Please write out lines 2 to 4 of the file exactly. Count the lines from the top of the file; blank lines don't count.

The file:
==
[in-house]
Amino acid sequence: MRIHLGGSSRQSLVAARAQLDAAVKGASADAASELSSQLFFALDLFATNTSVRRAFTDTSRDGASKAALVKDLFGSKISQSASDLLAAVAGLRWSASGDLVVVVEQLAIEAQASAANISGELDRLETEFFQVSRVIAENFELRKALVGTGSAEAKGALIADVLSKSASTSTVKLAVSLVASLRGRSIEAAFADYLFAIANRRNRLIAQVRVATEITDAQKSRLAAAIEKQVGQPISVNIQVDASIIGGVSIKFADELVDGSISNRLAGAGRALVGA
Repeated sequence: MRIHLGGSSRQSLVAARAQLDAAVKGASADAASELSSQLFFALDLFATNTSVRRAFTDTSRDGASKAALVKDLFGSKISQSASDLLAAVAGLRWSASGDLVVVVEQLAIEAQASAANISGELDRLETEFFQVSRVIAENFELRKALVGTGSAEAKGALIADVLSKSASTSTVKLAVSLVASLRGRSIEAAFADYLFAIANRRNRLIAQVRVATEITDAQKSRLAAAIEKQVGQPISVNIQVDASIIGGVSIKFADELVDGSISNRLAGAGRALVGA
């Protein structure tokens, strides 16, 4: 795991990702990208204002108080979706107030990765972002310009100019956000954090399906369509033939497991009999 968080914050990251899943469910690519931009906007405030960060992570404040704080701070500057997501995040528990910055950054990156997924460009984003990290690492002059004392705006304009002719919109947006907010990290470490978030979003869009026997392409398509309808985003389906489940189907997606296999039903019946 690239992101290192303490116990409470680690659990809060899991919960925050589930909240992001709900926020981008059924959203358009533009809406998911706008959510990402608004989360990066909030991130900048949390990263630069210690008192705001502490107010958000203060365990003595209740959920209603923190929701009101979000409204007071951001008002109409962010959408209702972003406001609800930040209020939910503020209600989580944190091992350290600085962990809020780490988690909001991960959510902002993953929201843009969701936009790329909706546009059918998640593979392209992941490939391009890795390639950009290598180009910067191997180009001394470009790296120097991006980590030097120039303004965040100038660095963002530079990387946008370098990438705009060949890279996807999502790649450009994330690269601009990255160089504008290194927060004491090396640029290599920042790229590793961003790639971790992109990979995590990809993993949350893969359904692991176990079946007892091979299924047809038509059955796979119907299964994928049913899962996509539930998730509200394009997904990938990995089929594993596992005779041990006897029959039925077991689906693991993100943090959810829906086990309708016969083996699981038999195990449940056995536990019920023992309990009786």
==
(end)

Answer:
Amino acid sequence: MRIHLGGSSRQSLVAARAQLDAAVKGASADAASELSSQLFFALDLFATNTSVRRAFTDTSRDGASKAALVKDLFGSKISQSASDLLAAVAGLRWSASGDLVVVVEQLAIEAQASAANISGELDRLETEFFQVSRVIAENFELRKALVGTGSAEAKGALIADVLSKSASTSTVKLAVSLVASLRGRSIEAAFADYLFAIANRRNRLIAQVRVATEITDAQKSRLAAAIEKQVGQPISVNIQVDASIIGGVSIKFADELVDGSISNRLAGAGRALVGA
Repeated sequence: MRIHLGGSSRQSLVAARAQLDAAVKGASADAASELSSQLFFALDLFATNTSVRRAFTDTSRDGASKAALVKDLFGSKISQSASDLLAAVAGLRWSASGDLVVVVEQLAIEAQASAANISGELDRLETEFFQVSRVIAENFELRKALVGTGSAEAKGALIADVLSKSASTSTVKLAVSLVASLRGRSIEAAFADYLFAIANRRNRLIAQVRVATEITDAQKSRLAAAIEKQVGQPISVNIQVDASIIGGVSIKFADELVDGSISNRLAGAGRALVGA
């Protein structure tokens, strides 16, 4: 795991990702990208204002108080979706107030990765972002310009100019956000954090399906369509033939497991009999 968080914050990251899943469910690519931009906007405030960060992570404040704080701070500057997501995040528990910055950054990156997924460009984003990290690492002059004392705006304009002719919109947006907010990290470490978030979003869009026997392409398509309808985003389906489940189907997606296999039903019946 690239992101290192303490116990409470680690659990809060899991919960925050589930909240992001709900926020981008059924959203358009533009809406998911706008959510990402608004989360990066909030991130900048949390990263630069210690008192705001502490107010958000203060365990003595209740959920209603923190929701009101979000409204007071951001008002109409962010959408209702972003406001609800930040209020939910503020209600989580944190091992350290600085962990809020780490988690909001991960959510902002993953929201843009969701936009790329909706546009059918998640593979392209992941490939391009890795390639950009290598180009910067191997180009001394470009790296120097991006980590030097120039303004965040100038660095963002530079990387946008370098990438705009060949890279996807999502790649450009994330690269601009990255160089504008290194927060004491090396640029290599920042790229590793961003790639971790992109990979995590990809993993949350893969359904692991176990079946007892091979299924047809038509059955796979119907299964994928049913899962996509539930998730509200394009997904990938990995089929594993596992005779041990006897029959039925077991689906693991993100943090959810829906086990309708016969083996699981038999195990449940056995536990019920023992309990009786």